The Musgrave Ritual is truly the best example of a Canonical code-cracking mystery. The Ritual itself contains cryptic clues to the whereabouts of great riches, and it's only with Holmes' keen deductive ability is he able to deduce its whereabouts. The Dancing Men starts out with the same scenario, the dancing men code having to be cracked by Holmes, which he does without too much assistance. The case eventually becomes one of murder, but I chose to include it in this second category as the dancing men figures, and the code which they represent is really the most memorable aspect of the short story. However, by combining two of these categories, The Dancing Men proves to be one of the strongest stories, and one of my favourites.

#3- Something/Someone is Missing - This category is also prolific, and features some of the Canon's strongest stories as well. The name of the category is pretty self-explanatory with Holmes searching for a missing object (more often than not state documents of the highest order; see The Naval Treaty, The Second Stain and The Bruce-Partington Plans) or a missing person. However, other items of value disappear with starling frequency elsewhere in the Canon, especially large, lustrous diamonds. Both the Blue Carbuncle and the Mazarin Stone go missing in the case of the Canon, as do the jewels from the Beryl Coronet.

When it comes to people, it's odd that only six disappeared throughout the Canon. What's more, it's an arguable point, but the missing persons adventures are not always the strongest. The Man with the Twisted Lip is a notable exception, having one of the more clever solutions to a missing persons , but inquiry, but stories such as The Noble Bachelor and The Missing Three-Quarter hardly stand out as great representations of Doyle's story-telling ability.

Apprehending the felon in The Three Garridebs
#4 - What's Going on Mr. Holmes? - Without doubt the most vague category, this encompasses the most stories aside from the murder mystery category. Basically, Holmes is contacted by a client who has just experienced a most unorthodox situation and believes the world's foremost criminologist can be of some assistance. Holmes investigates, usually discovering some criminal activity, and with the aide of the police apprehends the felon. This is not always the case, but more often than not, it is. While these stories can be considered formulaic and extremely similar (The Red-Headed League, The Stock-Broker's Clerk and The Three Garridebs are in essence the same plot), a lot of them are extremely entertaining and quite clever.

The stories which break the aforementioned formula invariably stand out as the strongest of this category - that's not to say that The Red-Headed League is bad, in fact it's quite good as it was the first of it's kind. Stories such as The Copper Beeches and The Solitary Cyclist are both creepy, atmospheric tales, and truly exemplify the mysterious nature of this category. I argue that the stories found herein are some of the best as they offer the most puzzling incidents for Holmes to sort through. As a writer, Doyle was excellent at coming up with interesting concepts and he was able to utilise so many of them here. While they're not all great (few people are prepared to defend The Blanched Soldier or The Creeping Man), this category arguably stands out as the most original and creative of the Canon.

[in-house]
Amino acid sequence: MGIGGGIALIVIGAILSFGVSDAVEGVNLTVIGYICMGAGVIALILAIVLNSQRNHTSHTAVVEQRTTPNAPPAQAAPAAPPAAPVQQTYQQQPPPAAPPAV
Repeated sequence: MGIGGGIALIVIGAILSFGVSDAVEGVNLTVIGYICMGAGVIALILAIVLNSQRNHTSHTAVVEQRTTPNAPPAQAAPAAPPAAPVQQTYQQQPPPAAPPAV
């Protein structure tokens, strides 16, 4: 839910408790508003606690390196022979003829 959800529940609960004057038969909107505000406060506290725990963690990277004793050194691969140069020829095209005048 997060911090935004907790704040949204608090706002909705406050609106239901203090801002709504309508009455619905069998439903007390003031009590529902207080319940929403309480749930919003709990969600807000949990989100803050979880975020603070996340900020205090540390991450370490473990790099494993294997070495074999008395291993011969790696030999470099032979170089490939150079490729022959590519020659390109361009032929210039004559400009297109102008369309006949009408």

From The Illustrious Client
#5 - Stop the Bad Man - Another fairly minor category, but must be included for the fact that it introduces a number of memorable characters to the Canon. Perhaps the best example of this category is The Final Problem. This category doesn't find employed to solve any particular mystery, but to use his brains to bring a criminal to book. That is a perfect summation of The Final Problem as the detective will use any means possible to bring Moriarty to justice. These stories are exciting, often dark and intense, and show use a side to the detective which isn't glimpsed too often. This is the Sherlock Holmes who will take the law into his own hands should he find it right to do so.

Aside from introducing us to James Moriarty, this category also presented us with Charles Augustus Milverton, the master blackmailer and "worst man in London." Culverton Smith,poisoner, is presented in The Dying Detective, where Holmes feigns being at death's door in order to get a confession from the medico, and Von Bork, the German spy is the focal point of much of His Last Bow: An Epilogue of Sherlock Holmes. As you can tell, the villains of the piece are the real memorable characters found herein, which shows the reader that Doyle was excellent at creating antagonists for whom Holmes can duel. Perhaps the most memorable (aside from Moriarty) is Baron Gruner who appeared in The Illustrious Client, who surely holds the title as creepiest Canonical villain.

So, there we have it. Five categories into which each of the stories can be filed. In some cases there are overlaps, but hopefully this little analysis makes the Canon seem a little simpler. I should add one last item: despite my nitpicking here and there and grouping the stories together, I am by no means trying to demean Doyle's ability as a writer. All of his stories are well written and executed, and of course without him, we wouldn't have the world's greatest detective.